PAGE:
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The One Really, Really Important Rule About Painting

Hi all y’all,

I have been wanting to connect with y’all on-line, but the universe has been conspiring against me. Maybe it is all this retrograde talk or maybe my blog was just not ready to be birthed.

Crows on a wire has been a difficult painting.

#1 I painted a tree without really knowing how to paint a tree, so I painted the tree 20 times before I was happy with it.

#2 The question occurred, “Why are the crows dressing up?”

#3 “Why are they all wearing random costumes?”

I don’t usually paint with massive amounts of detail. I usually know basically where the painting is going. I am trying to just remain open.

I am getting to know these quirky birds.

I have a million women inside of me wanting to be painted. I do not know how the crows took precedent.

July 1st version of Crows on a Wire
July 1st version of Crows on a Wire

I love how the background showed up in the roof.

I now know the crows are dressing for Mardi Gras.

The 2 black capes on a black bird were getting lost. I tried something new with the judge’s robe. I colored the robe with a black oil pastel. Then I melted the pastel with a heat gun. I like the feeling and the denseness. On the vampire’s cape, I streaked silver ink, let it dry and colored in with black oil pastel. I am going to paint with acrylics on top of all that.

Magnificent Maggie, who I am certain is going to be the next Rodrigue, told me something interesting.

She said, “Nena, there is one really, really important rule you need to know about painting.”

I replied, “What is that, Mag Pie?”

“The one really, really important rule is to Never quit painting until you are happy with it.”

Seriously, words to live by.

Unabashedly in love with life,

Gator Girl

P. S. In my next blog you will see the finished Mardi Gras Crows, as well as a, hopefully, happy story about visiting Gaza Gaza.

Really Beyond Excited about Raven!

Good Morning!

When I wrote in my profile that I am living, working and thriving in New Orleans, I am.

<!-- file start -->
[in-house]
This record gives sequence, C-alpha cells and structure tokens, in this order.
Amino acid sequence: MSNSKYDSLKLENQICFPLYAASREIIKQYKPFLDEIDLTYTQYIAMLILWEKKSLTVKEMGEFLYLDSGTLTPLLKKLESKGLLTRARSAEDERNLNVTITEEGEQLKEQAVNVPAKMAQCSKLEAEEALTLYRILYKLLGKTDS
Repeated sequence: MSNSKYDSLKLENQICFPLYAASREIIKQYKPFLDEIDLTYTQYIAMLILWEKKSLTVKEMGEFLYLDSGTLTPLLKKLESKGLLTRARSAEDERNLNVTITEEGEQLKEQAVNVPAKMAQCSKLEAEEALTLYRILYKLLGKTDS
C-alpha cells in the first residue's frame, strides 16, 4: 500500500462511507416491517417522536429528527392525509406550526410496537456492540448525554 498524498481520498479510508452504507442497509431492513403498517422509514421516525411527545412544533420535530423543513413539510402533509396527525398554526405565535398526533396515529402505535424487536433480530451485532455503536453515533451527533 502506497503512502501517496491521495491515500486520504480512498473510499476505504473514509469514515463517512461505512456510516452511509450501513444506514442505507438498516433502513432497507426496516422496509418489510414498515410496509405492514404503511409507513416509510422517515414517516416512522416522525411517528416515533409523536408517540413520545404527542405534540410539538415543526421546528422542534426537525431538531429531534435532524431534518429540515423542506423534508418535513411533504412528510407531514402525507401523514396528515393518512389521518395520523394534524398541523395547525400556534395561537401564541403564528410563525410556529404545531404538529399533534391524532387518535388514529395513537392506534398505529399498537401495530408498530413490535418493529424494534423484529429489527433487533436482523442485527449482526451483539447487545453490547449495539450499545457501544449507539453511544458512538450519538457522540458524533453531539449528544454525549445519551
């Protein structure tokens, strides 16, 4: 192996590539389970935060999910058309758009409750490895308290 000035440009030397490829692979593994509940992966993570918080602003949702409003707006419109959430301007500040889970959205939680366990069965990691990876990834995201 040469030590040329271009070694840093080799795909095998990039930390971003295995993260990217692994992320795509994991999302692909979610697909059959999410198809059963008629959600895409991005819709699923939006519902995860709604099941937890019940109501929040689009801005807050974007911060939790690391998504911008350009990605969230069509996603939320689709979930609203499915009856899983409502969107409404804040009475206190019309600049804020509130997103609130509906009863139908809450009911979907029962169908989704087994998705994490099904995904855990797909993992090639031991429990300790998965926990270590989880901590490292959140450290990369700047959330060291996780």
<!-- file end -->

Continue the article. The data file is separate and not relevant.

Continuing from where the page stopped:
I have been painting for Raven Wisdom Studio in Chico. That is my sister’s place. I kept putting Raven aside and working on it little by little. When I started looking at each area  of the painting. One of my favorite parts of the painting didn’t please me any more. It looked too dark. Raven’s can be a little dark, themselves, and I didn’t want to portray that. Also, it was lacking whimsy, which I really like.

Today, I could feel the excitement of creating pumping through my veins. I ripped up paper and painted without even a sip of my coffee.

Right now the frame is drying. I don’t love framing, because I am not confident with it yet, or competent. I am too impatient to wait for help so I just push ahead. I am liking this frame.

Clean wood.
Part one of Raven Wisdom

After I cut the old wood, I scrub it with soap and water. I love old, but don’t think dirty is good in a house.

The Frame

This was super fun. I painted the heart, filled it with love, turned it upside-down and sprayed it with water. When I turned it over it looked like flames.

Raven appears, timid at first.

I left the wood this color. It looks like old houses I remember fondly. The frame is going to have a shelf to hold Raven’s favorite trinkets.

I painted Raven with a lot of water and rolled the canvas with a roll of paper towels. I learned this technique from Effy Wild. It left the outline dark, and picked up the paint in the middle. Nice effect.

Raven Wisdom, nearly complete

I painted Raven bigger, to be more of the focal point. Along his back is part of a Rumi quote, “be the soul of that place”.

I tried a new technique. I painted black, sparkly embossing powder mixed with acrylic varnish and melted it with a heat gun. It made a nice, black texture. You can see where I added it on the blackest parts of Raven.

The nest is made with corrugated cardboard that my sister insisted I needed to pack when I moved to New Orleans, lichen from the Lake of the Woods, Oregon (our favorite place), a red thread for the sisterhood, a fortune about friendship, and a flaming heart from Mexico.

There are other things making up the nest, like sheet music and journal paper. I added gold, brown, red and black paint for depth and mystery.

I am so sorry that the words do not stay put when I hit “publish”. I will keep working on this.

Thank you for reading about my process. Painting is pretty solitary business if you don’t count spirits chiming in. I appreciate the togetherness of my on-line family.

Where are your thriving in your life? What makes you lose track of time? Where do you feel your heart expand? I would love to hear.


Gator Girl